“…Goldfinger could not have known that high tension was Bond’s natural way of life and that pressure and danger relaxed him.” – Ian Fleming, Goldfinger
This is just one more way that I will never be like James Bond!
Tension is not for me! I find high tension enervating if it goes on for too long. Yes, it can be motivational, like when you are in a competition or responding to a crisis, and it can be productive, but after awhile it becomes exhausting and makes you grumpy and pessimistic.
And it skews your thinking, too! Anxiety makes you more reactive, less thoughtful, and more pessimistic. Anxious people dwell on their problems, turning them over and over in their minds, micro-examining every particular detail of their dilemma. How will I handle this? What will I do if this happens? Or if that happens? Maybe this person will do this? Or someone else might do that? What do I do then?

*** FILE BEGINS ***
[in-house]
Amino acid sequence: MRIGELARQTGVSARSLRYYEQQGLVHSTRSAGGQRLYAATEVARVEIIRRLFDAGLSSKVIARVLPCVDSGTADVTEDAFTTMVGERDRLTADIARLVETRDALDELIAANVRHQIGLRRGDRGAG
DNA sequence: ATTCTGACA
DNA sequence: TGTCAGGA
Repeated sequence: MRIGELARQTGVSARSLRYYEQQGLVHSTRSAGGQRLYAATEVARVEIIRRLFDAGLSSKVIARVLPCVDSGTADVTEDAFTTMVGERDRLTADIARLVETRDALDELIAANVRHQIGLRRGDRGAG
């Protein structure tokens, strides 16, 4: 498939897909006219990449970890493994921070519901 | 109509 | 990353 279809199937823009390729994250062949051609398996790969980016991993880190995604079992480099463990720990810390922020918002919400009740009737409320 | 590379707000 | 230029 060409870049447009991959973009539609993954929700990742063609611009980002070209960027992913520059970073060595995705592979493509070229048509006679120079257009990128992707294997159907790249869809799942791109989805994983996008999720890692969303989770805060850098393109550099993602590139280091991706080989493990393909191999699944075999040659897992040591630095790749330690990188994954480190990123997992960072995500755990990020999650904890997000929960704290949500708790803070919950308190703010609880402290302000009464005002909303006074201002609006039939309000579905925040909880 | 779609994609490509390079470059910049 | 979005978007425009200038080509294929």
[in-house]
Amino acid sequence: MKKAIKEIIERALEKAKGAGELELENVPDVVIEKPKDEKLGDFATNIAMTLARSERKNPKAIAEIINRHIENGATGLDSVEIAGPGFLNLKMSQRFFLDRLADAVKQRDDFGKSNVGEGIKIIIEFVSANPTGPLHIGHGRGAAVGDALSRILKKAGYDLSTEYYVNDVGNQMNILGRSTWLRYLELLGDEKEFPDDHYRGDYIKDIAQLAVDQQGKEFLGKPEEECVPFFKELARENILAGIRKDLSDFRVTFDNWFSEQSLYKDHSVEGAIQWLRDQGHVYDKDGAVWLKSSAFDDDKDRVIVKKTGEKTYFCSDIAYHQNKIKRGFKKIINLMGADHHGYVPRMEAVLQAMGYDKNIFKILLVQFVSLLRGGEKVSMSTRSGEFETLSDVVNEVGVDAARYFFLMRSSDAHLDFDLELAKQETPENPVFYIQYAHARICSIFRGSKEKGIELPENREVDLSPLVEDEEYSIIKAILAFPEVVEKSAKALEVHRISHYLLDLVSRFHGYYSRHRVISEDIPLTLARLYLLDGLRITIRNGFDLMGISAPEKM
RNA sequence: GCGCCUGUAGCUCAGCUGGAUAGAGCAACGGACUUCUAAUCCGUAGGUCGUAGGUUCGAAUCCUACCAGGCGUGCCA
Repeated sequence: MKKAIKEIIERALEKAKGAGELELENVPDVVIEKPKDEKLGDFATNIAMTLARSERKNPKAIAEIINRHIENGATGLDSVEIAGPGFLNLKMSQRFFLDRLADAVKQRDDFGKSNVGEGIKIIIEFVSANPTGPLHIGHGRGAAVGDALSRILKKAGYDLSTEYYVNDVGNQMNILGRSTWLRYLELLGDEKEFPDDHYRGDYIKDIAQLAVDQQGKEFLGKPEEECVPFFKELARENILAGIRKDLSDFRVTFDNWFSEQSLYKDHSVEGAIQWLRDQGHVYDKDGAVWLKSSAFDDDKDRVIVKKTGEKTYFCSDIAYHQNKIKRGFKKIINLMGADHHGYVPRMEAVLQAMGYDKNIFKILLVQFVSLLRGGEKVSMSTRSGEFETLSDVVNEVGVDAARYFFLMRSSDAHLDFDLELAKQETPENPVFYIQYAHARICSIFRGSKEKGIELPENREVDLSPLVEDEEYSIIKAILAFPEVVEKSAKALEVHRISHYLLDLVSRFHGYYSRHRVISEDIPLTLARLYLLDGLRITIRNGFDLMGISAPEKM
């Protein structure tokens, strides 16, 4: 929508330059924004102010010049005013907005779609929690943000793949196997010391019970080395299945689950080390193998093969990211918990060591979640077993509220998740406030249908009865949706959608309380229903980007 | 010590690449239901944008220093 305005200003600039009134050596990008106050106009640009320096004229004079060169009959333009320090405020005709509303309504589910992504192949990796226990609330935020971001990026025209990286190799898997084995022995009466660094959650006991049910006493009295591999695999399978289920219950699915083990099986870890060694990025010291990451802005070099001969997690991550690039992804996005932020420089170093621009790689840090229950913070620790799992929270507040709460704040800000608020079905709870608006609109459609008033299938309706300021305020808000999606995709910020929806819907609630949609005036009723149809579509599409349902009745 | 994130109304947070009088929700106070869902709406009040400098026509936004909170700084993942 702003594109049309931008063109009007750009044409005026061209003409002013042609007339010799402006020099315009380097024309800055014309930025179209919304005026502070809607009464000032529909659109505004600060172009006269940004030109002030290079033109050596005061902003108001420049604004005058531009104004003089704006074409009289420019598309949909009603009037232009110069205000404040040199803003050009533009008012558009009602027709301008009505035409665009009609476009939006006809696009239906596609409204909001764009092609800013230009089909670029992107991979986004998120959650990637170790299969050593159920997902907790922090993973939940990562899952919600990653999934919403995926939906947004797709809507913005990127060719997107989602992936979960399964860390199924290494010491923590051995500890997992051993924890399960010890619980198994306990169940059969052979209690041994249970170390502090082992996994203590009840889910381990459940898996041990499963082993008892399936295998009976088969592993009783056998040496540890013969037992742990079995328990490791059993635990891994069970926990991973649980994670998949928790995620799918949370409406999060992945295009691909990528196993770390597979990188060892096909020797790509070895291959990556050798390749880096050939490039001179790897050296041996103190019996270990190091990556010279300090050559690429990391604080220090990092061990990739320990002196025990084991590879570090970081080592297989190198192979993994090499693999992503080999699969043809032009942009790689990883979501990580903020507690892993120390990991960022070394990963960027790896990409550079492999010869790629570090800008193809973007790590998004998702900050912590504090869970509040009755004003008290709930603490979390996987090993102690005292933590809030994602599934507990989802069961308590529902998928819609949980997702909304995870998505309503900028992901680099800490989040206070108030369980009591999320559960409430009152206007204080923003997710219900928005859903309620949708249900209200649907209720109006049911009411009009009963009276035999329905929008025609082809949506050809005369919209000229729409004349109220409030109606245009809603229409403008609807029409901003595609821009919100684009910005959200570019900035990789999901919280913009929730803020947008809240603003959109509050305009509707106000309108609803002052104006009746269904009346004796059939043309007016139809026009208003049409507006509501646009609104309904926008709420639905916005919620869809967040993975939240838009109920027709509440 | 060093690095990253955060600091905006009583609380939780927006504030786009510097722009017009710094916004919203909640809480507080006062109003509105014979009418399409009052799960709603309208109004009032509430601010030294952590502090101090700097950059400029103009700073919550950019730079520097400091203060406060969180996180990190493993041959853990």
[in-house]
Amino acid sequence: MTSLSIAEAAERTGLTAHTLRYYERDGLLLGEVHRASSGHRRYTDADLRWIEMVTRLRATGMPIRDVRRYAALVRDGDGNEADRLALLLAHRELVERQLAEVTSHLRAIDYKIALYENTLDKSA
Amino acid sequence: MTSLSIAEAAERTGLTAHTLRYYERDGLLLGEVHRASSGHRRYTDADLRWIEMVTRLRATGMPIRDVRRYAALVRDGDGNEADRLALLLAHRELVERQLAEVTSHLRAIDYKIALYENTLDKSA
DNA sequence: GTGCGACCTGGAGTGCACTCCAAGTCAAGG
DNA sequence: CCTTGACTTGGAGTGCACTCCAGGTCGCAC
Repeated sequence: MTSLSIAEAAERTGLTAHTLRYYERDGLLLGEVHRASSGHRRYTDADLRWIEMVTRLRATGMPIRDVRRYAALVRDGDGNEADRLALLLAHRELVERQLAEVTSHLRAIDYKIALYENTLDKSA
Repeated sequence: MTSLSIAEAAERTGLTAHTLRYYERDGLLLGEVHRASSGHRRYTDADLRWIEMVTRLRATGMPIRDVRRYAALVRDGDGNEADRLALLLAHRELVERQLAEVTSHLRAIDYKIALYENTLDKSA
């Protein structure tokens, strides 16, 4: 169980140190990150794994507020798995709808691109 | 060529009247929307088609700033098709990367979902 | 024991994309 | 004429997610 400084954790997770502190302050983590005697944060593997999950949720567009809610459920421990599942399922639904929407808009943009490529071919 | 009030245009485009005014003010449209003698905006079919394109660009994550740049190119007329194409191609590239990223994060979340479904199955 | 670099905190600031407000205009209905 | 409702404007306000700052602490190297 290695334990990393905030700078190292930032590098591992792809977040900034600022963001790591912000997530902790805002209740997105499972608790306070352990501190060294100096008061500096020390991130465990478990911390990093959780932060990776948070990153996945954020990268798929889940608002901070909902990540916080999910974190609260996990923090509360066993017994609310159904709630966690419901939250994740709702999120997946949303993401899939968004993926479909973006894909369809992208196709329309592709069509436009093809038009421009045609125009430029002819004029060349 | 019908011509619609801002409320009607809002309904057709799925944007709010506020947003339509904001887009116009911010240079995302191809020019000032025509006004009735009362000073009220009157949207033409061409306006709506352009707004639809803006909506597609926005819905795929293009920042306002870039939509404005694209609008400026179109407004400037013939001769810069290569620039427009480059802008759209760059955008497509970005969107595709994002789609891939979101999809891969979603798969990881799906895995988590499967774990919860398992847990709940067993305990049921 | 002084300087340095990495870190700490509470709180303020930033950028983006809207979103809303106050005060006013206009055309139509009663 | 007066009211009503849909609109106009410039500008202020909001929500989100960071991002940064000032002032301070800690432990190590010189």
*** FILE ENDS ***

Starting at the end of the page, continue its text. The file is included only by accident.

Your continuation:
It’s a futile cycle, from which you really gain nothing, but anxious people usually thinks it’s a necessary and effective way of problem-solving. It isn’t, and they just become more tense. They would actually do better if they took time off from their problems to refresh and relax.
However, some people are bad relaxers that confuse being physically inactive with being relaxed. They sit in front of a television, for instance, completely immobile but mentally frantic and call that relaxation.
Granted, you can relax by chilling out, but only if you can stop the mental frenzy. You’d do better actually if you went in the opposite direction and did something very physical, like playing a sport or taking a hike. Or even if you started tackling that to-do list of projects you need to finish. The key, of course, is getting the mental break because a) you don’t exhaust yourself with pointless worry and b) you end up in a better frame of mind.
What is your relaxation style? Are you a good relaxer or a bad one? Do you need to change your style at all?